Baz Luhrmann’s vivacious directing style is his signature. He also takes a story from yesteryear and gives it a smidgin of contemporary music elements. His hyperkinetic visuals serve up the “King of Rock ‘n’ Roll” in the larger-than-life format he deserves. However, story wise, the film is as deep as water in a thimble. Elvis is deified and not examined as a person. We don’t find out any information we don’t already know.
Tom Hanks plays Colonel Tom Parker, Elvis’s shady manager. He’s our entrée into Elvis’s meteoric rise and is the definition of an unreliable narrator. Throughout the film, he tries to make it seem like he has Elvis’s best interests at heart when he doesn’t. He’s not someone whose voice we need in this story. Picking anyone in Elvis’s circle, like one of his stepbrothers, to tell the story would have been more insightful and interesting.
Austin Butler is magnetic as the King, full of brooding swagger. However, the eyeshadow he has on in almost every scene is distracting. Elvis smoldered and oozed masculinity. Despite Butler’s and the makeup person’s best efforts, he remains baby-faced throughout the frenetic drama. He doesn’t emit raw sexiness, even though his voice is gravelly and dulcet. He’s like a boy trying walk in his daddy’s fancy shoes that don’t quite fit.
There’s a modern-day fascination with superheroes. When the Colonel asks Elvis to tell him where he got a certain quote, Elvis says it’s from one of the superheroes in his favorite comic. While Elvis probably liked comics as much as any other teen, Elvis had more interest in church and Jesus as a youngster than he did comics. He loved singing gospel and often performed spirituals at church in Tupelo, Mississippi. Until his last days, he always performed a gospel song or two during his concerts. He didn’t want to be called “the King” because he said Jesus was the only King. We don’t get any glimpse of the Christian side of Elvis in this flick. The African-American juke joint and the church are shown as only yards away in the depiction of Elvis’s musical influences and one could barely tell the difference between the two types of music. Black characters are mere background players in the story. We don’t see Elvis’s friendship with his background singers The Blossoms and The Sweet Inspirations, which included Whitney Houston’s mother Cissy, or his friendship with peers like Jackie Wilson. The world was more than just stage and lights for Elvis. He was a music icon who was constantly evolving, which was influenced by the people who were revolving around him.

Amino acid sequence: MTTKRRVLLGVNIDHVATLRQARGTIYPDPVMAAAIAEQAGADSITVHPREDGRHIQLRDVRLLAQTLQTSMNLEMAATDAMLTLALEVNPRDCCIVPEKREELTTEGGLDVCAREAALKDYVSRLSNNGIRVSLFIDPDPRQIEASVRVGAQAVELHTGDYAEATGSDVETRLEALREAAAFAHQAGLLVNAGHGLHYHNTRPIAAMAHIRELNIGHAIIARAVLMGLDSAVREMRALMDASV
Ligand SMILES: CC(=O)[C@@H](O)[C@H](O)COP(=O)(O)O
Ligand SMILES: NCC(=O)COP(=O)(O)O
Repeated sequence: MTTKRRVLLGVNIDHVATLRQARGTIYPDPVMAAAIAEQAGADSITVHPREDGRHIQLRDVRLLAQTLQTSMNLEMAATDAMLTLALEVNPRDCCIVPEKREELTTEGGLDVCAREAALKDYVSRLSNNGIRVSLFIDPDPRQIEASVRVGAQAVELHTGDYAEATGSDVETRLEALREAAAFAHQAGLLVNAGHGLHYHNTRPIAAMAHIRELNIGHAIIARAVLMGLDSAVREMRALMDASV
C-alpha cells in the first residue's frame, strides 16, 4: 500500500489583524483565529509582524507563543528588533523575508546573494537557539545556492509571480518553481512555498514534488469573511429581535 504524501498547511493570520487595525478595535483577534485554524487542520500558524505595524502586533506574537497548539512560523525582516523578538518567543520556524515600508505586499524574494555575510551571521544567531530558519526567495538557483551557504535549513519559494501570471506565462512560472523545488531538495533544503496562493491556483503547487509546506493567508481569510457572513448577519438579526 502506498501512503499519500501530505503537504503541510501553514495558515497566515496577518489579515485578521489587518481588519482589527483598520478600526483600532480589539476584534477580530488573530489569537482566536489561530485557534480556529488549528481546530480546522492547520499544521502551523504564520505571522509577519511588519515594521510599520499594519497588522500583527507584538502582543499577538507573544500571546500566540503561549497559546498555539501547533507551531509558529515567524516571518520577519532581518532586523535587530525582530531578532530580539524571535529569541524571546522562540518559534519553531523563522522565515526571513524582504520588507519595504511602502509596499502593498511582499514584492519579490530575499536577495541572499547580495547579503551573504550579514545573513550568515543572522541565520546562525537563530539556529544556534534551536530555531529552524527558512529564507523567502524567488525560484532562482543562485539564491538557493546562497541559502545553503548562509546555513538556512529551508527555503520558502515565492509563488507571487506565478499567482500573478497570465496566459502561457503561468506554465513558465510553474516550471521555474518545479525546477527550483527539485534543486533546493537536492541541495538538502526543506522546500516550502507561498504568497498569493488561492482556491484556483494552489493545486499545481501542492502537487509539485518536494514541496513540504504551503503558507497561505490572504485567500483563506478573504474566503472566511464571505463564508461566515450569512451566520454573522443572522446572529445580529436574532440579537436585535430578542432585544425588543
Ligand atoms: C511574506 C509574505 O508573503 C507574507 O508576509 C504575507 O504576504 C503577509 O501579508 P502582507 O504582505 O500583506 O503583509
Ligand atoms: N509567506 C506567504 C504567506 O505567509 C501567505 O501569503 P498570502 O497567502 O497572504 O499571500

The actress Olivia DeJonge who plays Priscilla looks a lot older than fourteen. By today’s standards, people think it’s scandalous that Elvis started dating Priscilla when she was only fourteen, but unfortunately during the 1950s, it wasn’t unusual. Jerry Lee Lewis, Chuck Berry, Sam Cooke, and many more dated and/or married underaged girls. The difference in Elvis and Priscilla’s ages conveys Elvis’s need for control. This kind of character flaw is what makes for sustained drama in a story. This film prefers to present Elvis as flawless, which deflates the energy of the film.
Elvis was a cultural supernova, impacting the civil rights movement, politics, fashion, movies, and live performance. He was a complex, flawed man caught in the trappings of stardom. He always acknowledged his love and appreciation for rhythm and blues and gospel music. At the same time, he realized he was more “palatable” to mainstream audiences than his Black peers. That’s a burden to bear if you care about the music you’re performing. The gravitas of these circumstances is never realized in the slick, overly-stylized film.
Austin Butler could receive an Oscar nod for his performance. He puts ineluctable passion in the role, despite having a limited perspective to work with. Elvis isn’t a totally bad film. It just takes the easy route in portraying a complicated soul who was the first rock star.
This Warner Bros. release comes out in theaters on June 24, 2022.